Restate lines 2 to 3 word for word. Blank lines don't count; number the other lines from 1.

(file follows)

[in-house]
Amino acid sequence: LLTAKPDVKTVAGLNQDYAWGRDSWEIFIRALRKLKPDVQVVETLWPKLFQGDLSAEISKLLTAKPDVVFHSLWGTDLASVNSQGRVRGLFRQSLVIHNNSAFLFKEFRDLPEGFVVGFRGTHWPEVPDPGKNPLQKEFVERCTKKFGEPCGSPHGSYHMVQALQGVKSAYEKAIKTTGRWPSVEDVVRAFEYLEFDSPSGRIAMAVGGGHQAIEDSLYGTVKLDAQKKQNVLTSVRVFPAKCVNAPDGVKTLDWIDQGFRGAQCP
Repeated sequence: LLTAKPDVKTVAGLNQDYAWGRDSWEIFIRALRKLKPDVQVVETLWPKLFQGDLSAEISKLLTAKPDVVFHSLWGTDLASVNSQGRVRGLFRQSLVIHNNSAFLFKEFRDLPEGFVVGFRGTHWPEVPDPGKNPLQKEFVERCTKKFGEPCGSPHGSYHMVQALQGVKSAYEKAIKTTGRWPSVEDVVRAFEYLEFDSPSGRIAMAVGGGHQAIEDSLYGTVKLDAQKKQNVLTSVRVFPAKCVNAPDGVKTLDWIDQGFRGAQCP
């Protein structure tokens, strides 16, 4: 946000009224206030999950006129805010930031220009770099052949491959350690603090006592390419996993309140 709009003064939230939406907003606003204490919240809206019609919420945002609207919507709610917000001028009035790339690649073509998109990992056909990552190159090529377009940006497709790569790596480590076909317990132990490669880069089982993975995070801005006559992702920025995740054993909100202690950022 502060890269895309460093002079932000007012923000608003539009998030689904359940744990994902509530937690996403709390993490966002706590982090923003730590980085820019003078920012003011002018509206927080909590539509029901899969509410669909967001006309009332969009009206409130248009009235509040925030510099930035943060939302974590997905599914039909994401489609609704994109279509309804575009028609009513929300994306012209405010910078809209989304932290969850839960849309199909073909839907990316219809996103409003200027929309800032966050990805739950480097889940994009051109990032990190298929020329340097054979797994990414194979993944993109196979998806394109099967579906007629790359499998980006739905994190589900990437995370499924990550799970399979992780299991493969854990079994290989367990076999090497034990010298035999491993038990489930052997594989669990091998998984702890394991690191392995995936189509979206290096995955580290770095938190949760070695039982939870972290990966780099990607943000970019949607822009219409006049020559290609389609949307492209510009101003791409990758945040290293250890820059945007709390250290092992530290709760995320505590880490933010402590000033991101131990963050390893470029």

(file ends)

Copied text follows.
Amino acid sequence: LLTAKPDVKTVAGLNQDYAWGRDSWEIFIRALRKLKPDVQVVETLWPKLFQGDLSAEISKLLTAKPDVVFHSLWGTDLASVNSQGRVRGLFRQSLVIHNNSAFLFKEFRDLPEGFVVGFRGTHWPEVPDPGKNPLQKEFVERCTKKFGEPCGSPHGSYHMVQALQGVKSAYEKAIKTTGRWPSVEDVVRAFEYLEFDSPSGRIAMAVGGGHQAIEDSLYGTVKLDAQKKQNVLTSVRVFPAKCVNAPDGVKTLDWIDQGFRGAQCP
Repeated sequence: LLTAKPDVKTVAGLNQDYAWGRDSWEIFIRALRKLKPDVQVVETLWPKLFQGDLSAEISKLLTAKPDVVFHSLWGTDLASVNSQGRVRGLFRQSLVIHNNSAFLFKEFRDLPEGFVVGFRGTHWPEVPDPGKNPLQKEFVERCTKKFGEPCGSPHGSYHMVQALQGVKSAYEKAIKTTGRWPSVEDVVRAFEYLEFDSPSGRIAMAVGGGHQAIEDSLYGTVKLDAQKKQNVLTSVRVFPAKCVNAPDGVKTLDWIDQGFRGAQCP